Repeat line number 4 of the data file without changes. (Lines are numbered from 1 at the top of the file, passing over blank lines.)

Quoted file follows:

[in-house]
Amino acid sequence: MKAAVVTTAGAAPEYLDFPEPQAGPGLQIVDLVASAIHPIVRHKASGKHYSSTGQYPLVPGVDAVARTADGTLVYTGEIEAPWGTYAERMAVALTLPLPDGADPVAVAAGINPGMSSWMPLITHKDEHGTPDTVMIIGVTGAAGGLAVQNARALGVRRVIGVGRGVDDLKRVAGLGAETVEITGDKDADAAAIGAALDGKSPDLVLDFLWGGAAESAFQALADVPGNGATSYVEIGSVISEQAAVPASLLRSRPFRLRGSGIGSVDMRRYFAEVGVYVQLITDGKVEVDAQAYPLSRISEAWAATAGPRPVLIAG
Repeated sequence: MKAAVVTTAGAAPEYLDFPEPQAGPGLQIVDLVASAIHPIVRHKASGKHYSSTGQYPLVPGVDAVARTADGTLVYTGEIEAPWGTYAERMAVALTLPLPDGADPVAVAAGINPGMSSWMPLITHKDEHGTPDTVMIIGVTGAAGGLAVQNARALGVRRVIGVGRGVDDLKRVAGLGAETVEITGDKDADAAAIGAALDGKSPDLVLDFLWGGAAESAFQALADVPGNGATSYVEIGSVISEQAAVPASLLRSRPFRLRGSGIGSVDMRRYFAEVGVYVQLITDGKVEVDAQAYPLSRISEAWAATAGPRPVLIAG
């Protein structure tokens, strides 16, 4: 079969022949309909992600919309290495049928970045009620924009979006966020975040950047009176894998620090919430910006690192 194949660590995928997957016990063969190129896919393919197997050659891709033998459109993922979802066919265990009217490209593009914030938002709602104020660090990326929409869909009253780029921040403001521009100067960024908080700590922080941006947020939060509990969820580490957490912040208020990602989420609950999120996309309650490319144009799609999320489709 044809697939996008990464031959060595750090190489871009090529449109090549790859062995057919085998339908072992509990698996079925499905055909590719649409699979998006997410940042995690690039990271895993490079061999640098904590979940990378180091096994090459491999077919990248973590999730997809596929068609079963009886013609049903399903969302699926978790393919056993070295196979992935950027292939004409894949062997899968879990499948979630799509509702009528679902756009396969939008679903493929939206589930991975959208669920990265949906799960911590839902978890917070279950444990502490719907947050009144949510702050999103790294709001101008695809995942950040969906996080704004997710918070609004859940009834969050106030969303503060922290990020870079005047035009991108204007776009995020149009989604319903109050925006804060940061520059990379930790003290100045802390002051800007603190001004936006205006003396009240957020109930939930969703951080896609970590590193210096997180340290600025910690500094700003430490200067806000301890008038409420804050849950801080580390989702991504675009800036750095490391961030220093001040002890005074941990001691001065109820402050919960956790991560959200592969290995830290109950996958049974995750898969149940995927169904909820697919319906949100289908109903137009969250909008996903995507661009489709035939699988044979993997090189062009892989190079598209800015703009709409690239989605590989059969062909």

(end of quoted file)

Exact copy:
């Protein structure tokens, strides 16, 4: 079969022949309909992600919309290495049928970045009620924009979006966020975040950047009176894998620090919430910006690192 194949660590995928997957016990063969190129896919393919197997050659891709033998459109993922979802066919265990009217490209593009914030938002709602104020660090990326929409869909009253780029921040403001521009100067960024908080700590922080941006947020939060509990969820580490957490912040208020990602989420609950999120996309309650490319144009799609999320489709 044809697939996008990464031959060595750090190489871009090529449109090549790859062995057919085998339908072992509990698996079925499905055909590719649409699979998006997410940042995690690039990271895993490079061999640098904590979940990378180091096994090459491999077919990248973590999730997809596929068609079963009886013609049903399903969302699926978790393919056993070295196979992935950027292939004409894949062997899968879990499948979630799509509702009528679902756009396969939008679903493929939206589930991975959208669920990265949906799960911590839902978890917070279950444990502490719907947050009144949510702050999103790294709001101008695809995942950040969906996080704004997710918070609004859940009834969050106030969303503060922290990020870079005047035009991108204007776009995020149009989604319903109050925006804060940061520059990379930790003290100045802390002051800007603190001004936006205006003396009240957020109930939930969703951080896609970590590193210096997180340290600025910690500094700003430490200067806000301890008038409420804050849950801080580390989702991504675009800036750095490391961030220093001040002890005074941990001691001065109820402050919960956790991560959200592969290995830290109950996958049974995750898969149940995927169904909820697919319906949100289908109903137009969250909008996903995507661009489709035939699988044979993997090189062009892989190079598209800015703009709409690239989605590989059969062909």